Dative Case in Russian

The dative case (дательный падеж) is used in Russian to denote the indirect object of a sentence to whom an action or object is given or that action's recipient or beneficiary. Generally, this meaning corresponds to the English words “to” or “for.” For example:

  • Алексей даёт цветы Марии. = Aleksei gives flowers to Maria.
  • Дайте мне совет, пожалуйста! = Give me advice, please!

Verbs that take the dative

Some verbs are followed by the dative case.
  • Даша радуется солнцу. = Dasha is happy at the sun.
  • Я помогаю Александру. = I am helping Alexander.
  • Саша звонит Андрею каждый день. = Sasha calls Andrei every day.
  • Почему Фродо доверяет Голлуму? = Why does Frodo trust Gollum?
Generally these verbs that take the dative denote certain meaning.

Dative verbs: Helping, giving a service, conforming, or causing a problem

  • аплодировать = to applaud
  • вредить = to harm
  • изменять = to betray
  • мешать = to hinder
  • напоминать = to remind
  • повиноваться = to obey
  • позволять = to allow
  • помогать = to help
  • противоречить = to obey
  • служить = to serve
  • советовать = to advise
  • содействовать = to cooperate
  • угождать = to please
  • учить = to teach (when with accusative, means to learn)

Dative verbs: An attitude

  • верить = to believe
  • грозить = to threaten
  • доверять(ся) = to trust
  • досаждать = to annoy
  • завидовать = to envy
  • льстить = to flatter
  • подражать = to imitate
  • поражаться = to sympathize with
  • радоваться = to rejoice at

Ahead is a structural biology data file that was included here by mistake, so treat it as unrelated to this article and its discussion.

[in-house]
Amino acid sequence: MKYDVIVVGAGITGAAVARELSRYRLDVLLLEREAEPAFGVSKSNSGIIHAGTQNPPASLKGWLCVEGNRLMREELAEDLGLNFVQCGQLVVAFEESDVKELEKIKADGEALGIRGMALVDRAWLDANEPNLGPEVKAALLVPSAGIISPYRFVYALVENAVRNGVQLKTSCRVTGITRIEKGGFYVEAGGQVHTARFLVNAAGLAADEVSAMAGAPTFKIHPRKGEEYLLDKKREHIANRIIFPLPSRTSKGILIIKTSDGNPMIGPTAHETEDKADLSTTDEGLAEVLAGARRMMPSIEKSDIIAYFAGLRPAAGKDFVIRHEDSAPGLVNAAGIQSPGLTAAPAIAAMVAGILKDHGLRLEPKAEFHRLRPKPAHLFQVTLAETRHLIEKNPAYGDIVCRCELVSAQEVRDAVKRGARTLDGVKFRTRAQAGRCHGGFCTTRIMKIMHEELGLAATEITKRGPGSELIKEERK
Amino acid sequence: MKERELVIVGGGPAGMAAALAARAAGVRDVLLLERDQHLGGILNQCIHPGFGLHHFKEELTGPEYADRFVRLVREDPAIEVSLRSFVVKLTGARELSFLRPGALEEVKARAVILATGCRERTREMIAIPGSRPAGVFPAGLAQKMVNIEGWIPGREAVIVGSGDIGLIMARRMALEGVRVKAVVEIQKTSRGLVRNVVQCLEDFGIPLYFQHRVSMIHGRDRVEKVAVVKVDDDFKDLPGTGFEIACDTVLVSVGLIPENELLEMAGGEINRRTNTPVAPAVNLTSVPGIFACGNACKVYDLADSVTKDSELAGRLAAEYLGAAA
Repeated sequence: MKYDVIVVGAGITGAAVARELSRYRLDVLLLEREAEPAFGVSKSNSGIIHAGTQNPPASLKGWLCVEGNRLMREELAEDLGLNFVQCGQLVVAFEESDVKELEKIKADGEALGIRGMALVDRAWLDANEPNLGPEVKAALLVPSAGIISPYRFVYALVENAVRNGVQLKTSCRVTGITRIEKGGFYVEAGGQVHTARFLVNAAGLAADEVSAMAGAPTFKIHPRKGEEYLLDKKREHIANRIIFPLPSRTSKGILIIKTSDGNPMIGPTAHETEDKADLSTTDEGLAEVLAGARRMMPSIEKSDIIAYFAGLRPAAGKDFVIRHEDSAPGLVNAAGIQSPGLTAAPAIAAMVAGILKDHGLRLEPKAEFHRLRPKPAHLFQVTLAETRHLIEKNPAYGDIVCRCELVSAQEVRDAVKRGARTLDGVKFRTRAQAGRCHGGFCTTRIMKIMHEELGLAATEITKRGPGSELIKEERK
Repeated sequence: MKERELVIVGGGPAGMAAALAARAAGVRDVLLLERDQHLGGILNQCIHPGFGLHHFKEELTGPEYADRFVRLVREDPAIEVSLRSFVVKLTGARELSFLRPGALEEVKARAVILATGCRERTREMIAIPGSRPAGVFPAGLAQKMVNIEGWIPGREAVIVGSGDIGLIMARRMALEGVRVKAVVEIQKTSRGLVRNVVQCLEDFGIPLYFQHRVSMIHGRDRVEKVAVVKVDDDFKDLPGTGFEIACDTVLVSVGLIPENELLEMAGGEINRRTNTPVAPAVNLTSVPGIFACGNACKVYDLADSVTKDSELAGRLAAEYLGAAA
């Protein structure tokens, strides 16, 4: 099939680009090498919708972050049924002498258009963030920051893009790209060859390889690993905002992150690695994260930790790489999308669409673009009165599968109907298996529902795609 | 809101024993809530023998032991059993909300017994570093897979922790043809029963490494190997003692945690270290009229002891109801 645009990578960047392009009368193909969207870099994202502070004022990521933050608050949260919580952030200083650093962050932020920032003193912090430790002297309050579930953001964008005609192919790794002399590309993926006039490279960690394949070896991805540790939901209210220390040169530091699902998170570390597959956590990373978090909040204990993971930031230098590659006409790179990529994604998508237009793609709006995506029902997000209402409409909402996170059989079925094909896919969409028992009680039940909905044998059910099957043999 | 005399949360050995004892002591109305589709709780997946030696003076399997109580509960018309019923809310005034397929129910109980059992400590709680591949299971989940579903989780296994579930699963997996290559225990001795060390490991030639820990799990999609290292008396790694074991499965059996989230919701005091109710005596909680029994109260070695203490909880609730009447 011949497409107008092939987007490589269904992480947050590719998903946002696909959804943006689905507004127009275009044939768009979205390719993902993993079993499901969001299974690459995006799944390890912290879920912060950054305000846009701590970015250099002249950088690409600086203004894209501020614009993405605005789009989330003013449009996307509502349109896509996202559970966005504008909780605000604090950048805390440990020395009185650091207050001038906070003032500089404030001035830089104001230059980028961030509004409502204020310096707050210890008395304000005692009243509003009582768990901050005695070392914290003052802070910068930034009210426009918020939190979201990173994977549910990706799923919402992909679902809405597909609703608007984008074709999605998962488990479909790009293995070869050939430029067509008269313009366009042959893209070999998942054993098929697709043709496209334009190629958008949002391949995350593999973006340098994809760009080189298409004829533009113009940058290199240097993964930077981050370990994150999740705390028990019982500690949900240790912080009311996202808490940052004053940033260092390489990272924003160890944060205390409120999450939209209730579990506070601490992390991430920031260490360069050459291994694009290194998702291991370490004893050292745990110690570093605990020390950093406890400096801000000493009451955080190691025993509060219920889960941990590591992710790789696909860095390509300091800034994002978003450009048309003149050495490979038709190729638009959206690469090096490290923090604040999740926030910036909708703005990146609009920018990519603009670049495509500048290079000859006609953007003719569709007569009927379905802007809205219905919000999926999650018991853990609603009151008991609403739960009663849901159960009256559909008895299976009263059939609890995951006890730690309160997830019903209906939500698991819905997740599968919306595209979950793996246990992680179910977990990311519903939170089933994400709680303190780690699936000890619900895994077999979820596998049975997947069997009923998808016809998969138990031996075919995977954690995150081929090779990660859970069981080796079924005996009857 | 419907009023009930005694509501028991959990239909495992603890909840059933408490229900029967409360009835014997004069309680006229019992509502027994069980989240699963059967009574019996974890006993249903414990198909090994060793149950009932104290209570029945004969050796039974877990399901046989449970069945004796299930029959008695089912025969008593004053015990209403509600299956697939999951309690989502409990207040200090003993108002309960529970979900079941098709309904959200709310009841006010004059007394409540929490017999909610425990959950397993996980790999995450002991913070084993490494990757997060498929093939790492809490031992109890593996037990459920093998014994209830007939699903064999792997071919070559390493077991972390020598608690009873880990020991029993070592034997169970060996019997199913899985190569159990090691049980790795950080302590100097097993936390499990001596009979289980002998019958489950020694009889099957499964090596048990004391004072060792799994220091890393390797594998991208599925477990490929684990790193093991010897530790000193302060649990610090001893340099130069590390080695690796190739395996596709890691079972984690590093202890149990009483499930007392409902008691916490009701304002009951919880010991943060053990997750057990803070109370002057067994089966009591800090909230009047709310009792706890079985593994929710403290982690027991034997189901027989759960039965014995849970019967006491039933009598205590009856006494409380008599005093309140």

• сочувствовать = to sympathize with
  • удивляться = to be surprised at
  • Impersonal constructions that use the dative

    Dative impersonal constructions with a verb

    Several very common dative constructions in Russian involve impersonal verbs structured differently to how we speak in English. The most common ones are “нравится” (to like) and "казаться" (to seem). For example, in Russian, instead of saying "I like something," you would say "something is pleasing to me."

      • Она тебе не нравится? = You don’t like her.
      • Им хотелось поехать в Лондон. = They felt like going to London.
      • Брату кажется, что тепло. = My brother thinks it is warm.
      • Ему надоело работать. = He is bored with working.
      • Сестре приходится много работать. = My sister is obliged to work a lot.
      • Мне удалось достать деньги. = I managed to get the money.

    Dative impersonal constructions without a verb

    In English, we say “I feel something.” In Russian, you say “there is some feeling to me” – “мне что-то.” Most impersonal constructions that use the dative case denote a state of mind, feeling, inclination, or attitude. For example:

    • Мне холодно / жарко / тепло. = I’m cold / hot / warm.
    • Нам скучно / интересно. = We are bored / interested.
    • Мне не было ее жалко. = I didn’t feel sorry for her.
    • Ученику весело / грустно. = The student feels happy / sad.
    • Ему было лучше / хуже. = He was better/ worse.

    Dative as the logical subject of an infinitive

    Sometimes in Russian, a noun or a pronoun in the dative case may function as the logical subject of an infinitive.

    • Что им делать? = What are they to do?
    • Не нам решать. = It is not for us to decide.
    • Другу некуда идти! = My friend has nowhere to go!

    Saying your age with the dative

    In Russian, you don’t say “I have” or "I am" but instead “there are to me” however many years old. For example:

      • Мне тридцать три года. = I am thirty three years old.

    Adjectives that take the dative

    Here are common Russian adjectives you should know that take the dative.

    • благодарный = grateful to
    • верный = loyal to
    • знакомый = known to
    • известный = well known to
    • подобный = similar to
    • послушный = obedient to
    • присущий = inherent in
    • рад = glad to

    More info on the Russian cases

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